If they are able to develop at roughly the same rate, it could make their transition to a new lifestyle go much more smoothly.
The Mets were able to do this in the early part of the 1980s when Dwight Gooden had Ron Darling and Sid Fernandez with whom to experience growing pains.
In my opinion, this will make it much easier for both of them.
Their competitive natures will drive each other to succeed. If one has a solid start, the other will attempt to match or surpass it.
On the other end of the spectrum, if they both struggle, the focus will not be on just one of them. I think that will be a good thing so that they can experience adversity at a young age and develop tough skin.
No. 3: The Mets' Fans Want Excitement
It is clear that the Mets are not the team that got off to a 46-40 start. Since then, they immediately fell back to Earth and are facing a rather uphill climb to jump over multiple teams in the NL Wild Card race.
None of that is good news for Mets fans, who have dealt with so much disappointment over the past few years.
The beginning of this season was much like the early stages of Facebook. There was just something about it that was appealing and made you want more.
The best games of the season were filled with so much jubilance. The Johan Santana no-hitter appeared to be a transcending moment in franchise history.
David Wright and Kirk Niuewenhuis both came through with huge walk-off singles to cap remarkable comebacks against intra-division rivals.
Jordany Valdespin igniting the team with his clutch home runs was another example of the team consistently playing above their talent level, which was remarkable to witness.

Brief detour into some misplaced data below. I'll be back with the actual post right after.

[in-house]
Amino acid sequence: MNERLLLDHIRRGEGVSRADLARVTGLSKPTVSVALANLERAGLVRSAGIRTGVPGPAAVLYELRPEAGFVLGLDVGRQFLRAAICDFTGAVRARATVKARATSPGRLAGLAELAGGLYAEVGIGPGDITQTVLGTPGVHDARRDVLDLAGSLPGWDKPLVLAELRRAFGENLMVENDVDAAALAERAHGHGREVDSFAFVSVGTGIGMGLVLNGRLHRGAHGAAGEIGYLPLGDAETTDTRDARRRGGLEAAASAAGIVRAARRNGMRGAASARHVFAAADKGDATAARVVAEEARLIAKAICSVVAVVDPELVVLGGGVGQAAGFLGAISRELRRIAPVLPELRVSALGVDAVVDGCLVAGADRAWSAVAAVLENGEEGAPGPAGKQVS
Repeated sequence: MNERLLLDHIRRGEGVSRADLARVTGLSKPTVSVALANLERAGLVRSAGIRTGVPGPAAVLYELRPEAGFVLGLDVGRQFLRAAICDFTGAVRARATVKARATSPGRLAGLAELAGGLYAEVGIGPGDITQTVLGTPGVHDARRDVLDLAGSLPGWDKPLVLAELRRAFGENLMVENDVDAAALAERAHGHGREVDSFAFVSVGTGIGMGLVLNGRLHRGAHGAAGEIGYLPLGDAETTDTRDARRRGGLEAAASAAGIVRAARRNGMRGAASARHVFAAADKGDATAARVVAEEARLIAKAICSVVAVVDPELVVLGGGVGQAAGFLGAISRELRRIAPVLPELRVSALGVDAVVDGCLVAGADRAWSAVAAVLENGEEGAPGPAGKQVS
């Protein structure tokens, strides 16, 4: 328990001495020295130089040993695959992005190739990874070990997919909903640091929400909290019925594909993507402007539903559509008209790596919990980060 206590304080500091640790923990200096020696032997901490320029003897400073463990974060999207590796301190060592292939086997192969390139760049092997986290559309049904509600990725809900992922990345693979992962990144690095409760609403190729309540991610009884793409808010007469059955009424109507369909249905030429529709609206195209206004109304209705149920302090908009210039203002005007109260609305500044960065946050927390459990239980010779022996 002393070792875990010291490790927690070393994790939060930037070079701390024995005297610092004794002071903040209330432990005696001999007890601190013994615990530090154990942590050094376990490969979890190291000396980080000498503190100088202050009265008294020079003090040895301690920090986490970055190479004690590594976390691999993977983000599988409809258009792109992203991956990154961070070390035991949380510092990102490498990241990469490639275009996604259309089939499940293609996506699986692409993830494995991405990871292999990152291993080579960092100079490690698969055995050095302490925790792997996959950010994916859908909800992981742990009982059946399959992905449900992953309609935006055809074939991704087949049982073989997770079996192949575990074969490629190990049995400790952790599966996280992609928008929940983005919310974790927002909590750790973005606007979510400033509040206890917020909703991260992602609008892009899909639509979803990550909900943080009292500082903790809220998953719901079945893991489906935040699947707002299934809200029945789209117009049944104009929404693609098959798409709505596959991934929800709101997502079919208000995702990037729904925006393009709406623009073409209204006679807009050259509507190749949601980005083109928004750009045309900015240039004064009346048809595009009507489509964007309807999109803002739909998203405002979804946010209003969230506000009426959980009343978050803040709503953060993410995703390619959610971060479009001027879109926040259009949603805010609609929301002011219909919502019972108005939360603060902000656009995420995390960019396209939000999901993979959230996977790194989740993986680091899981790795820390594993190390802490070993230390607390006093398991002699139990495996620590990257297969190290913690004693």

Even after the 1-11 beginning to their second half, the Mets can recapture some of this buzz with the promotion of Zack Wheeler.
The fan base wants something to talk about, anything to be excited about.
Having two of the most promising young arms in the game would not hurt.
No. 2: He's Better Than the Other Options
Entering the season, it was no secret that the Mets were dangerously thin at key positions. Had there been no injuries, the Mets could have potentially stuck in the NL East race for the duration of the season.
Left without three-fifths of the Opening Day rotation for a significant portion of time could cripple any team, especially one without the star power of the 2007 squad.
The rotation has been dismal lately, largely due to the performances of Quadruple-A starters like Jeremy Hefner.
Even if Zack Wheeler does not treat the NL lineups like he did in Binghamton, he could still fare better than Chris Schwinden, Miguel Batista and Hefner did.
Would a mediocre performance elicit excitement from the fanbase? No, but Wheeler could at least keep the team in the game more often than the band of misfits that have recorded some outs for them.
No. 1: He Is Ready to Dominate
Every once in a while a pitcher comes along that has been expected to dominate at every level since the time he first stepped on a baseball field.
Zack Wheeler appears to fit into that category, considering he has been an elite pitcher no matter what level he was on.
In his senior year of high school, Wheeler was named Gatorade Player of the Year for the state of Georgia for his tremendous achievements.
He compiled a 9-0 record with a 0.54 ERA while recording 151 strikeouts in 77.2 innings. That followed his junior season in which he went 8-3 with a 1.31 ERA.
Wheeler was clearly not intimidated by the professional level of competition, considering he amassed 70 strikeouts in only 58 innings in his first full season.
The lanky righty possesses the overpowering fastball and devastating curveball that has been ranked as the best curve in the organization.
I view Wheeler as a pitcher with higher upside than Harvey, but they will have terrific major league careers.
There is no reason to have Wheeler continue to compile strong statistics in the minor leagues. He should be developing in the big leagues along with his fellow top prospect while operating under the tutelage of major league coaches.